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I read the manual on malloc() in Solaris, and find that malloc() can set EAGAIN error in Solaris.

The manual writes:

EAGAIN There is not enough memory available to allocate size bytes of memory; but the application could try again later.

Personally, I think if the malloc() returns NULL, there must be a memory leak or some other persistent problem. If that happens how would trying again later help?

So I want to know, in what conditions can malloc() set EAGAIN errno? Has anyone encountered such situation?

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You stated the answer in your question. What are you actually asking? If there's no memory, there's no memory. Either you app used it all, or another app. –  Dariusz Jun 4 '13 at 8:02
@Dariusz: Yeap, then what's the purpose of EAGAIN? –  sharptooth Jun 4 '13 at 8:05
"I think if the malloc() returns NULL, there must be a memory leak" You are wrong. It isn't feasible for an operating system to detect memory leaks. That's why there are memory debuggers/profilers such as valgrind. –  undefined behaviour Jun 4 '13 at 8:16
It seems EAGAIN would be given when other processes are hogging memory, while ENOMEM is only given on Solaris when you're mallocing beyond the physical limits of the machine. –  larsmans Jun 4 '13 at 9:26

3 Answers 3

up vote 1 down vote accepted

Standard malloc() does not set errno to EAGAIN on failure.

Under Unix, malloc() will most probably set errno to ENOMEM.

In general errno EAGAIN means Resource temporarily unavailable. Which means that the operating system may have the resource available in some time.

This is just a way of saying right now I haven't enough memory, but I will try to free some in the nearest future and then I can give it to you.

This may be related to the way operating systems usually allocate memory to processes - even if the memory is free()'d it does not return to the operating system, but is still reserved for that process.

I am only speculating, but perhaps in case of EAGAIN the system will try to reallocate the unused memory assigned to the other processes. This may take time, hence the EAGAIN return code.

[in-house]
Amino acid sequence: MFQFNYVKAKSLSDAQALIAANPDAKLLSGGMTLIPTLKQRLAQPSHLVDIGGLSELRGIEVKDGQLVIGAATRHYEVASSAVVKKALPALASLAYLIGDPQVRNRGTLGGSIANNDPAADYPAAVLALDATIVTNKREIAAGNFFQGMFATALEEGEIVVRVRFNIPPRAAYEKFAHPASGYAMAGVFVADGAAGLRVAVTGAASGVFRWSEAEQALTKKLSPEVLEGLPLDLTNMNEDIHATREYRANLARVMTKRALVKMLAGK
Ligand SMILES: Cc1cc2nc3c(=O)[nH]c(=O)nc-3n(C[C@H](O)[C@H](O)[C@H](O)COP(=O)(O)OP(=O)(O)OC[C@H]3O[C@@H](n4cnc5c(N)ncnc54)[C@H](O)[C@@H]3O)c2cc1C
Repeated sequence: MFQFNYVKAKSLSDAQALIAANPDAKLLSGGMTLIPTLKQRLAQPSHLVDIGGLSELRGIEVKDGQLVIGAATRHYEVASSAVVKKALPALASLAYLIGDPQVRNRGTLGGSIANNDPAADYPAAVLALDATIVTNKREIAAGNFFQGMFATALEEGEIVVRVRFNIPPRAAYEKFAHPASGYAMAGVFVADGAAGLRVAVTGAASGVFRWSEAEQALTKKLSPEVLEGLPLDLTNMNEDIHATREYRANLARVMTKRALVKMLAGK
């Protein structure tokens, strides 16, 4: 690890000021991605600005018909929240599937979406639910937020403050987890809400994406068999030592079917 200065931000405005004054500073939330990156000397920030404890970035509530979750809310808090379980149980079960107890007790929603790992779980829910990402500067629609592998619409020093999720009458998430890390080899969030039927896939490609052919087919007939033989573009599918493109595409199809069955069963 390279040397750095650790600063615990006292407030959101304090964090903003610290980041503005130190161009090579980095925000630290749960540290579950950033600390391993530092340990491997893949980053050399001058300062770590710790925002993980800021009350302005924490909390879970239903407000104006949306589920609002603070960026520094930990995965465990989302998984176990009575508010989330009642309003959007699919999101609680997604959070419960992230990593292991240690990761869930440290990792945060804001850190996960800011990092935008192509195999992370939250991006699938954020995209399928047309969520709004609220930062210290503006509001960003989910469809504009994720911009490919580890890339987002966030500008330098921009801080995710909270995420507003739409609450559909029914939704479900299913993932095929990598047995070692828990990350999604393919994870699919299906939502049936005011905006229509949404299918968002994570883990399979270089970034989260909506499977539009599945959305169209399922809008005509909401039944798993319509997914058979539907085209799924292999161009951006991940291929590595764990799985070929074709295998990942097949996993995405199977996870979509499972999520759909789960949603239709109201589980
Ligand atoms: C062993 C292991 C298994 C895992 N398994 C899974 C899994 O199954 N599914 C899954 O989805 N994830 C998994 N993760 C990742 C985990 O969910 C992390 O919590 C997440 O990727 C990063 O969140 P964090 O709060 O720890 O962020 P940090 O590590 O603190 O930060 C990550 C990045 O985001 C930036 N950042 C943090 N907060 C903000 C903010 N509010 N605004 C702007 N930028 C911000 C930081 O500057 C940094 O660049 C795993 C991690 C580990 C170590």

I would suggest using sleep() after receiving EAGAIN and then trying it again. After the second call either memory will be allocated or another error returned. If it's ENOMEM, then the case is clear, there's no memory. If it's EAGAIN again... It's up to you.

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Standard malloc function doesn't set errno on failure. So it's only specific to the implementation of malloc on Solaris that has this additional feature. Note that malloc still returns NULL on failure.

So you can still check for return value of malloc() and not bother checking about errno which is the standard malloc's behaviour and should be enough on all occasions. Just that errno provides additional information about failure which may be helpful on certain occasions.

Generally speacking, checking errno makes sense only along with the return code. Relying errno may or may not indicate any failures.

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This is all nice, but you haven't addressed the actual questions. –  Karoly Horvath Jun 4 '13 at 8:19
Just a note. UNIX98 standard requires malloc to set errno to ENOMEM in case of no memory. If you make a custom implementation you have to follow that rule. –  Dariusz Jun 4 '13 at 8:19
@KarolyHorvath It does address the question. Why does malloc() set errno? It's specific to the implementation. in what conditions can malloc() set EAGAIN errno OP answered it himself and manual says when. –  Blue Moon Jun 4 '13 at 8:36

opengroup.org (POSIX) says:

Upon successful completion with size not equal to 0, malloc() shall return a pointer to the allocated space. If size is 0, either a null pointer or a unique pointer that can be successfully passed to free() shall be returned. Otherwise, it shall return a null pointer [CX] and set errno to indicate the error.


The malloc() function shall fail if:


[CX] Insufficient storage space is available.

POSIX malloc description

Solaris comes from a different UNIX family and you will encounter lots of differences between POSIX and base Solaris - i.e., The most glaring thing for new users is normally awk. Solaris has an ancient awk : /usr/bin/awk, /usr/xpg/bin/awk is more "modern", /usr/bin/nawk is what you use when porting shell scripts to Solaris. These anachronisms come from way back and are there so old utilities and syscalls will remain functional on new versions of Solaris.

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